It’s not necessarily a surprise that these videos are making the news. People make their videos because they work. Getting views has been one of the most effective strategies in getting a big rig to fix something for years. Tiktok, Twitter, and Facebook have made it easier for users to report abuse and rule violations by other users. But when these companies seem to be breaking their own policies, people often find that the best way forward is to simply try and post about it on the platform itself, in the hopes of going viral and attracting. the attention that leads to some sort of resolution. Tyler’s two videos on the Marketplace bios, for example, each have over a million views.
“I’m probably tagged in something about once a week,” says Casey Fiesler, an assistant professor at the University of Colorado, Boulder, who studies technological ethics and online communities. She’s active on TikTok, with over 50,000 subscribers, but while not everything she sees seems like a legitimate concern, she says the regular parade of issues with the app is real. TikTok has had several such errors over the past few months, all of which have disproportionately impacted marginalized groups on the platform.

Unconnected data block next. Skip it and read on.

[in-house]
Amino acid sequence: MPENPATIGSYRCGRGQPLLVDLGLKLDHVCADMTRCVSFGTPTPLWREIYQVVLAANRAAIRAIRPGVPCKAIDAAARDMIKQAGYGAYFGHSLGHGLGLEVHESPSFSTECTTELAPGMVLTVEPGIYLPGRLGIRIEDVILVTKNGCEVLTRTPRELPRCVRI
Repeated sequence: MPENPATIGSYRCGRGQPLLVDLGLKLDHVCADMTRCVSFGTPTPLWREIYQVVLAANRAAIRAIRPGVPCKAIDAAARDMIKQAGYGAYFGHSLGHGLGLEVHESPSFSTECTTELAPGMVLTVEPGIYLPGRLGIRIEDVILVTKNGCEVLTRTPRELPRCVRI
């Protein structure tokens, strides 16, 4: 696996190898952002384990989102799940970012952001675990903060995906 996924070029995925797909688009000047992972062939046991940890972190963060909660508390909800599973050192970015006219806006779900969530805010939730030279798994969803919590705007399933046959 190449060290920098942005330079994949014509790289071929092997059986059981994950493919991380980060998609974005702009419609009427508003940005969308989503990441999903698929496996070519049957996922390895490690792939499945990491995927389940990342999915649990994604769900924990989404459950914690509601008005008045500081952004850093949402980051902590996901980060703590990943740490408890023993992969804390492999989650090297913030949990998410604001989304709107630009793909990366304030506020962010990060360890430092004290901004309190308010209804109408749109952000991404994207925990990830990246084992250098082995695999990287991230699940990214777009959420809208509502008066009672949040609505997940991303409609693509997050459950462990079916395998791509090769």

MIT Technology Review asked TikTok about each of these recent examples, and the answers are similar: Upon investigation, TikTok finds that the issue was created in error, points out that the blocked content in question does not violate their policies and links to support the company gives such groups.
The question is whether this cycle – a technical or political blunder, a viral response, and an apology – can be changed.
Solve problems before they arise
“There are two types of damage to this probably algorithmic content moderation that people are observing,” says Fiesler. “One is the false negatives. People are asking ‘why is there so much hate speech on this platform and why is it not being deleted?’ ”
The other is a false positive. “Their content is being flagged because it’s about a member of a marginalized group talking about their experiences with racism,” she says. “Hate speech and talking about hate speech can sound a lot like an algorithm.”
Both of these categories, she noted, harm the same people: Those who are disproportionately abused end up being censored by an algorithm for talking about it.
TikTok mysterious recommendation algorithms are part of its success– but its unclear and constantly evolving limits are already having a deterrent effect on some users. Fiesler notes that many of the creators of TikTok self-censor on the platform’s words in order to avoid triggering criticism. And while she isn’t exactly sure how well this tactic accomplishes, Fielser has also started doing it, herself, just in case. Account bans, algorithmic mysteries, and bizarre moderation decisions are all part of the conversation on the app.